Detecting extrema and asymptotes of (nasty) functions of two variables

asked 2015-02-14 13:33:18 -0600

unit 3000-21 gravatar image

updated 2015-02-14 13:33:48 -0600

I have a rational function of two variables* whose extrema and limiting behavior I am intersted in. Basically I want to know what values it cannot contain, so, I want to know limits and asymptotics. I could do this more or less manually by plotting at zooming in, zooming out until I come up with a thesis, and then taking limits to verify, but I want to do a large number of examples at once, and I'd like to write a function that just spits out the relevant values without having me look at the plot. Any ideas? A quick search turned up no useful information on taking 2D limits.

*For those interested, the function is the j-invariant of an elliptic curve, and I'm interested in a family of such curves. It's a function of two variables as the curve is found as a particular hyperplane section of a surface, and I have a two parameter family.

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Comments

Could you be more precise in what you mean? There are many ways to go to infinity in R^2 or C^2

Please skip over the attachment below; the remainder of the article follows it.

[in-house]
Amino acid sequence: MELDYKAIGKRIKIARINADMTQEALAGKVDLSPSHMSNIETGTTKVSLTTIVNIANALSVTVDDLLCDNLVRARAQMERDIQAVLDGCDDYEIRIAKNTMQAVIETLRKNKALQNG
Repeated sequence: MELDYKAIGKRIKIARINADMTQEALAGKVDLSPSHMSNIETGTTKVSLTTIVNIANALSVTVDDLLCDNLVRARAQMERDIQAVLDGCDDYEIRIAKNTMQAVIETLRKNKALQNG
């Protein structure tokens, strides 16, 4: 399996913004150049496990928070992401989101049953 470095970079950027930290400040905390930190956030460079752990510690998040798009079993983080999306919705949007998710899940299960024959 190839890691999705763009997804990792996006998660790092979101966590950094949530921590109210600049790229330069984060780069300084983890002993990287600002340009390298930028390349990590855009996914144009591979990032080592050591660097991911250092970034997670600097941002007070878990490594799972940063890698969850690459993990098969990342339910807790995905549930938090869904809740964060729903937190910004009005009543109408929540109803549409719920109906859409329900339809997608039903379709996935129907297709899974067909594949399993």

vdelecroix gravatar imagevdelecroix ( 2015-02-15 05:23:53 -0600 )edit

@vdelecroix Sure: what I want is either a limiting value or to know that every value is attainable. I don't care where in the domain I have to go to get there. I want to know if Sage has an algorithmic way to do this. You're right about the ambiguity though, but in practice, I look at single examples at a time and am able to quickly determine limiting behavior. I'd like to do a few hundred (or more) at once though. Does this answer your question?

unit 3000-21 gravatar imageunit 3000-21 ( 2015-02-15 13:00:22 -0600 )edit

@vdelecroix P.S. That limiting value can either be a relative extreme or an asymptote. I don't care which.

unit 3000-21 gravatar imageunit 3000-21 ( 2015-02-15 13:35:34 -0600 )edit